Tripoli court blocks Serraj’s migrant deal with Italy: effect unclear

By Libya Herald reporters.

Former justice minister Salah Al-Marghani was among those who challenged the MoU (Photo; Libya Herald)

Former justice minister Salah Al-Marghani was among those who challenged the MoU (Photo: Libya Herald)

Tripoli, 22 March 2017:

A Tripoli court has blocked any deal on migrants resulting from the memorandum of understanding (MoU) signed by Presidency Council (PC) chief Faiez Serraj and the Italians this February.  It is however  unclear what impact today’s ruling will have on the EU’s determination to try and stem the migrant tide in cooperation with the PC.

The case was brought by six individuals including former justice minster Salah Al-Marghani and lawyer Azza Maghur. Their petition did not simply deal with the controversial plans outlined in the memorandum, which included for the return of migrants to camps in Libya. They also disputed the ability of Serraj to make such a deal on behalf of the Government of National Accord (GNA). This is because according to the Libyan Political Agreement, until it is approved by the House of Representatives, the GNA along with the State Council, has no legal standing.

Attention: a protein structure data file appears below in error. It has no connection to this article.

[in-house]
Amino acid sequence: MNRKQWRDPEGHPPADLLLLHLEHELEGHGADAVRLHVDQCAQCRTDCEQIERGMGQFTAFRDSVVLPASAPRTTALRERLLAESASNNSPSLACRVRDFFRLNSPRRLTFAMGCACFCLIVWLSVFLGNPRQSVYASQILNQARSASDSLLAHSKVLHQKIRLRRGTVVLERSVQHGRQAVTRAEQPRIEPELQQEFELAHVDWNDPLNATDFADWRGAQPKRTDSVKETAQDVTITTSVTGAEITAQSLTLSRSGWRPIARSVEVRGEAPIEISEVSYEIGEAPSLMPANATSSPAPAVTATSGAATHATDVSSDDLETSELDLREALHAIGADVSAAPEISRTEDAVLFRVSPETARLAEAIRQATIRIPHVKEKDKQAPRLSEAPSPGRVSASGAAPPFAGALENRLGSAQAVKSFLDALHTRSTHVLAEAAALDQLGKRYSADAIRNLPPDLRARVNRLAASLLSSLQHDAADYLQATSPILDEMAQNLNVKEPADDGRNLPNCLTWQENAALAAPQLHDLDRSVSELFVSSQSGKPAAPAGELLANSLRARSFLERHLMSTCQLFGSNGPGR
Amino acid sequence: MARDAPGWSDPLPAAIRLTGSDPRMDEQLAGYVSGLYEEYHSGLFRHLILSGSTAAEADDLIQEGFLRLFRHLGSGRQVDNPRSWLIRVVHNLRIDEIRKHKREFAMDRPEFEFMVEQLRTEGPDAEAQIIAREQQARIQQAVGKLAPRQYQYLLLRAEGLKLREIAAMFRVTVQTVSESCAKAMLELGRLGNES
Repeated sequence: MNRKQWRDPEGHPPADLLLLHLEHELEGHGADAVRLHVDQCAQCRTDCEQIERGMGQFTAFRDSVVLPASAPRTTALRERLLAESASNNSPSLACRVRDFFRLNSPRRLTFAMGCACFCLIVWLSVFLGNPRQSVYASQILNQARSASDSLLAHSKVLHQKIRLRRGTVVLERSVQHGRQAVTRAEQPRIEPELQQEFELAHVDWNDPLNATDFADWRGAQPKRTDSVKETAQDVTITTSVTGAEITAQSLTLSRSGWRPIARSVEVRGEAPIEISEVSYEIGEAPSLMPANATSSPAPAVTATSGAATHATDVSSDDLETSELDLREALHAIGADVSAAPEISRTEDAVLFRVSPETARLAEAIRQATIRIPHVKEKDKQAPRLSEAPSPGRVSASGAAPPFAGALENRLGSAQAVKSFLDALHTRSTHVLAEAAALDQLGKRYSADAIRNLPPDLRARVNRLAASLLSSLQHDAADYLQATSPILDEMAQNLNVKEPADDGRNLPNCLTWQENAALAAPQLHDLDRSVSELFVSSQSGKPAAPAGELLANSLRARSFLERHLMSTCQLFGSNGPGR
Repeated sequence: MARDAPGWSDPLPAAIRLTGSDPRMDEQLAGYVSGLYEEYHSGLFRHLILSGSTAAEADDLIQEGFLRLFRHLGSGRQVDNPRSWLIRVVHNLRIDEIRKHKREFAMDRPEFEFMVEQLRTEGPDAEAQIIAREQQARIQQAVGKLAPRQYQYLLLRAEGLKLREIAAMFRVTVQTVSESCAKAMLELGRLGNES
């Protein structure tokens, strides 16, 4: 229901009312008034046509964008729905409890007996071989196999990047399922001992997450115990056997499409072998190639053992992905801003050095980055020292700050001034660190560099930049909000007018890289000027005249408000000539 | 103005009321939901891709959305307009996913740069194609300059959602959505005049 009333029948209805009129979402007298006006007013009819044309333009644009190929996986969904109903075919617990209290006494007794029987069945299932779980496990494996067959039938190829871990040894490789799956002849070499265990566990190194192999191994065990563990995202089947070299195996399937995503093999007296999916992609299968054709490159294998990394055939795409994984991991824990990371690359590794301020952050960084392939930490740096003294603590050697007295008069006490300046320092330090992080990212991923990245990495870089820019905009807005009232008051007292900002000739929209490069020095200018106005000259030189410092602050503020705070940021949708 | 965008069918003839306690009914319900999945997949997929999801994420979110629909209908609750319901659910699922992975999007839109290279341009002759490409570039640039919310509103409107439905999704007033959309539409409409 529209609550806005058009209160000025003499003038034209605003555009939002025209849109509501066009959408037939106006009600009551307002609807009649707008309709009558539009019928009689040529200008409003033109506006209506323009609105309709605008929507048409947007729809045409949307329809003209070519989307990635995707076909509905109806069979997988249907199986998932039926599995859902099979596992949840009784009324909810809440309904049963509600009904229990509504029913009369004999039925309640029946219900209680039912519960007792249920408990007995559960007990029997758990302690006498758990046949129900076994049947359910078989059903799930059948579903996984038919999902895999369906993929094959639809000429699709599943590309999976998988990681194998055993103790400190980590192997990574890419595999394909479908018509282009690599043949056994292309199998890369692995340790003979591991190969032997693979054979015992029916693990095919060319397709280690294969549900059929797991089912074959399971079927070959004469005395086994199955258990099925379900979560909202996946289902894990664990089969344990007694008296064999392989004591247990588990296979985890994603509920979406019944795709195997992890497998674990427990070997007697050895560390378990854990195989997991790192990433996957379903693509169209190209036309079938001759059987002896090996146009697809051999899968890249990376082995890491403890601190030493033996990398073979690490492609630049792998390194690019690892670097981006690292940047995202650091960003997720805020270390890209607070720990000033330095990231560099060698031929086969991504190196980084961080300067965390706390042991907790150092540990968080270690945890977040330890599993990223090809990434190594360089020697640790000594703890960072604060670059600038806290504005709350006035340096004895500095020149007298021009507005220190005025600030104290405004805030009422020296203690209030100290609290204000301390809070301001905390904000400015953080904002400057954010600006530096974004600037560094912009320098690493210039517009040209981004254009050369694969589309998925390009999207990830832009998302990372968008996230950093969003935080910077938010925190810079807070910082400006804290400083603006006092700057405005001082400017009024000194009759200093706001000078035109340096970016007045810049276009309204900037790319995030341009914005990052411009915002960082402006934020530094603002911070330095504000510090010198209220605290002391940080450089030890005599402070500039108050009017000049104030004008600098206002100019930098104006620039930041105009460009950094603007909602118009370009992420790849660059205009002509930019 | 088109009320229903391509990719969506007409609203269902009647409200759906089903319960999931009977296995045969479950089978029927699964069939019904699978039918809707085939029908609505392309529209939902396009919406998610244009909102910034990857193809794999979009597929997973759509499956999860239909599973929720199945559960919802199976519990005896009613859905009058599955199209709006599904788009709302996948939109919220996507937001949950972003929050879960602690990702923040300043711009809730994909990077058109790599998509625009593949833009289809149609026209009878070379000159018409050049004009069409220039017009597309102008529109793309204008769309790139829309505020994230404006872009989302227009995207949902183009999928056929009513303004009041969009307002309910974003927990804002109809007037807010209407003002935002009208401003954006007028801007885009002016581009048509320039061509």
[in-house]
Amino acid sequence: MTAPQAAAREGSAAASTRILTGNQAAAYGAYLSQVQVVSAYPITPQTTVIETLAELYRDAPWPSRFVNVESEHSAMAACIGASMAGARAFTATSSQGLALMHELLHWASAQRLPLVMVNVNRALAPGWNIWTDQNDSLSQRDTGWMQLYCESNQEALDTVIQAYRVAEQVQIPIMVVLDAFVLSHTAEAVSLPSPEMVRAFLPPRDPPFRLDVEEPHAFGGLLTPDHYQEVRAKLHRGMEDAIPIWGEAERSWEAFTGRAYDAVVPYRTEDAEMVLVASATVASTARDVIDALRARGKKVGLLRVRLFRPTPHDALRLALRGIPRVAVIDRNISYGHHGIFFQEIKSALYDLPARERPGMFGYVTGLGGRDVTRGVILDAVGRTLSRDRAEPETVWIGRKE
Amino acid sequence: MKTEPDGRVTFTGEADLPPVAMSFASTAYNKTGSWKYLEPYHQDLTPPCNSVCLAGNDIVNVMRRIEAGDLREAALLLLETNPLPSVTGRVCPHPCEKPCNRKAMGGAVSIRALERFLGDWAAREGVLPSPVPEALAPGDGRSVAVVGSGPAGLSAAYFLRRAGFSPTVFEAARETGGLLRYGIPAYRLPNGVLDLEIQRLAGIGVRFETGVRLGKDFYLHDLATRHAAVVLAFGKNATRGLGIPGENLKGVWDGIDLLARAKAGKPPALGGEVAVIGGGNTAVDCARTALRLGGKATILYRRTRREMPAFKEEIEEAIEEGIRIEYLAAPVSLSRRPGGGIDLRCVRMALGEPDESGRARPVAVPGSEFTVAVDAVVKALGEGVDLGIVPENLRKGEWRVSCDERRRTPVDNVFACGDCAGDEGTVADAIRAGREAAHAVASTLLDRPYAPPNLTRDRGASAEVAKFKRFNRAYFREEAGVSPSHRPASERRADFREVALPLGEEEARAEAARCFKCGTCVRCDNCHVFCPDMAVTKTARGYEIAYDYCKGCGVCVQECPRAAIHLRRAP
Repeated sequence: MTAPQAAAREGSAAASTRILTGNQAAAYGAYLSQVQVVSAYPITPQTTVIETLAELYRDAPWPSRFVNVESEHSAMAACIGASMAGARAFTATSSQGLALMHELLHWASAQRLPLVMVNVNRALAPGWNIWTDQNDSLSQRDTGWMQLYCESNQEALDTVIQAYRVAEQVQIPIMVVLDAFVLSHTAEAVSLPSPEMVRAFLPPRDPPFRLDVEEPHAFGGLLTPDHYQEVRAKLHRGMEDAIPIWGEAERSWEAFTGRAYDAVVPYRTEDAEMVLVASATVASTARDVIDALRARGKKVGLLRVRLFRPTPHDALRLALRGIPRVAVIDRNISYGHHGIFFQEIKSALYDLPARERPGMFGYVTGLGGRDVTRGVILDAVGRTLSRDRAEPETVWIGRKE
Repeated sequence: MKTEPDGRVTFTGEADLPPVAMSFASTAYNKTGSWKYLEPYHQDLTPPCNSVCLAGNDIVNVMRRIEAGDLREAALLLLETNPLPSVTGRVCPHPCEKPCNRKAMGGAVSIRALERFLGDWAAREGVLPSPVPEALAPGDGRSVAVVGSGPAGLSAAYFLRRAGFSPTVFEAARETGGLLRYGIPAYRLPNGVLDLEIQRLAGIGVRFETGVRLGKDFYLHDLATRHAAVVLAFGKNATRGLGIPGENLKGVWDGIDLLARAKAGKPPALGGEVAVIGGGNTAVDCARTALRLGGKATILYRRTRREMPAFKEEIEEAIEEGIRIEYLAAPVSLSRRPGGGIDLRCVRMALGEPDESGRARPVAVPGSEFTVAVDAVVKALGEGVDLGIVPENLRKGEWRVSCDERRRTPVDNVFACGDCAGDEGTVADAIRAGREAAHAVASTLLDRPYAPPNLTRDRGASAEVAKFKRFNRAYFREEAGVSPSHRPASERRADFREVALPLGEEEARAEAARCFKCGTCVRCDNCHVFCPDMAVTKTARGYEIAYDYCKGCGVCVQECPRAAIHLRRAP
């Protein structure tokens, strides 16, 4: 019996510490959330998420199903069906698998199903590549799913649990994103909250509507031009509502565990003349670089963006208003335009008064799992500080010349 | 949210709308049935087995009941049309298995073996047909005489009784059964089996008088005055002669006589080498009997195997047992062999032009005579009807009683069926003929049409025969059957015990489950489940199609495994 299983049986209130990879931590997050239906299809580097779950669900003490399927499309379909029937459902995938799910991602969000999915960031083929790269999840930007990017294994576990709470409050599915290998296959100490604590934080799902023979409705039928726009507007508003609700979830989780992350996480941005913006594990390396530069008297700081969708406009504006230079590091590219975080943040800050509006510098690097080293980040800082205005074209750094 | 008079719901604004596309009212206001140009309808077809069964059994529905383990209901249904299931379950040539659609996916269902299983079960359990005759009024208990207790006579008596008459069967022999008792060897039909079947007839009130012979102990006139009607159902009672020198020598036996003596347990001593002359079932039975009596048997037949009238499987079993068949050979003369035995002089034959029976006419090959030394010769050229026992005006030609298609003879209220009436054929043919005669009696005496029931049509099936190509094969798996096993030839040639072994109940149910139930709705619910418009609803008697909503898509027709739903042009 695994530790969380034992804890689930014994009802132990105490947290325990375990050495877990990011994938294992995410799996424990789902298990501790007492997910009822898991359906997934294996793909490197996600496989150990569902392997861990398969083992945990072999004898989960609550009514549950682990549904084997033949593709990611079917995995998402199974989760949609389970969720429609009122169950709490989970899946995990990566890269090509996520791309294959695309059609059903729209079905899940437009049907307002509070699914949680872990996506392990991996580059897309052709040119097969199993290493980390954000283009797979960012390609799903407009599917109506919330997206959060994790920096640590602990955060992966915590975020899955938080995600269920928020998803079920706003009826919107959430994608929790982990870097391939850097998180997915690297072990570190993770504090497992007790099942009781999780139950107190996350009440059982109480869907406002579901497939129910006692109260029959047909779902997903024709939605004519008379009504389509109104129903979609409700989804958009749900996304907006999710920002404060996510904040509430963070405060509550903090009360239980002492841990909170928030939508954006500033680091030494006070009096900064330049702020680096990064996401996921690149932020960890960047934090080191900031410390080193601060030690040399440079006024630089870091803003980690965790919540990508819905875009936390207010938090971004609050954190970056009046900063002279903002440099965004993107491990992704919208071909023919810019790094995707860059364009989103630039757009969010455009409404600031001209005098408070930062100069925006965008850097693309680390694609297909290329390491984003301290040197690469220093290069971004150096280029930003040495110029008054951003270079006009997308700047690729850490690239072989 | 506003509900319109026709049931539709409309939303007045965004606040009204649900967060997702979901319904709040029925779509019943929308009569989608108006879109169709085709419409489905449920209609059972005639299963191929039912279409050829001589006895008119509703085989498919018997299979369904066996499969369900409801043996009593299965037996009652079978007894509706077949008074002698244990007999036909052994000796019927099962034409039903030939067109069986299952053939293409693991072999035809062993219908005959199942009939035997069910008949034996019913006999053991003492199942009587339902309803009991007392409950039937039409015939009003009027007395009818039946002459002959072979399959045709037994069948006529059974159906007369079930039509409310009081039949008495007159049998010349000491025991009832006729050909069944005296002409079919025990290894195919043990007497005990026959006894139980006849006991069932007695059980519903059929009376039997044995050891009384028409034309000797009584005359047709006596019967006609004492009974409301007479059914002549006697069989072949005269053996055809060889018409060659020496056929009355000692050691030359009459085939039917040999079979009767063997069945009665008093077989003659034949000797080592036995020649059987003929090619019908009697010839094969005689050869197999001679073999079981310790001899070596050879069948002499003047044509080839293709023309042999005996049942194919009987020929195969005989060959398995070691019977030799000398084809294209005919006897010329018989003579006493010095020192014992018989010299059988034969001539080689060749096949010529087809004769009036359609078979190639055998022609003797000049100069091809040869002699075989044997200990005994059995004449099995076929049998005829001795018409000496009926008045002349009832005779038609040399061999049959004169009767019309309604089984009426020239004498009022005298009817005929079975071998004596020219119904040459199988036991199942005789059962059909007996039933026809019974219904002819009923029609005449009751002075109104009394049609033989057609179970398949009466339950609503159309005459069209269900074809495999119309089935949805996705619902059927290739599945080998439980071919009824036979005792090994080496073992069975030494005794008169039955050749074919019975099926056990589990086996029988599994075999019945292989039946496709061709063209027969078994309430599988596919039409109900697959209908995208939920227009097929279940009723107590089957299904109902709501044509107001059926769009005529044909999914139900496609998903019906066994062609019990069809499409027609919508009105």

Today’s ruling by the Tripoli Appeals Court blocks any further negotiations. Yet the day after Serraj signed the MoU in Rome, the wider EU held an emergency summit on migration in Malta where it was agreed to give $215 million to help reinforce the Libyan coastguard and improve the widely-condemned conditions in existing migrant detention centres.

These decisions came ahead of the Spring migrant season, which in the event has so far seen migrant arrivals in Italy surge  year on year by 4,000 to some 16,000.

At this week’s much-heralded Rome conference on migration, Serraj arrived with an €800 million shopping list which included patrol craft, vehicles and communications equipment. Yet remarkably, no final communiqué was issued after the Rome meeting and the Italian media appear to have been little interested in its outcome.

The Tripoli court had originally been due to deliver its finding on 8 March, which it delayed for a week and then held back again until today. No details have been given of any defence that the government may have mounted.


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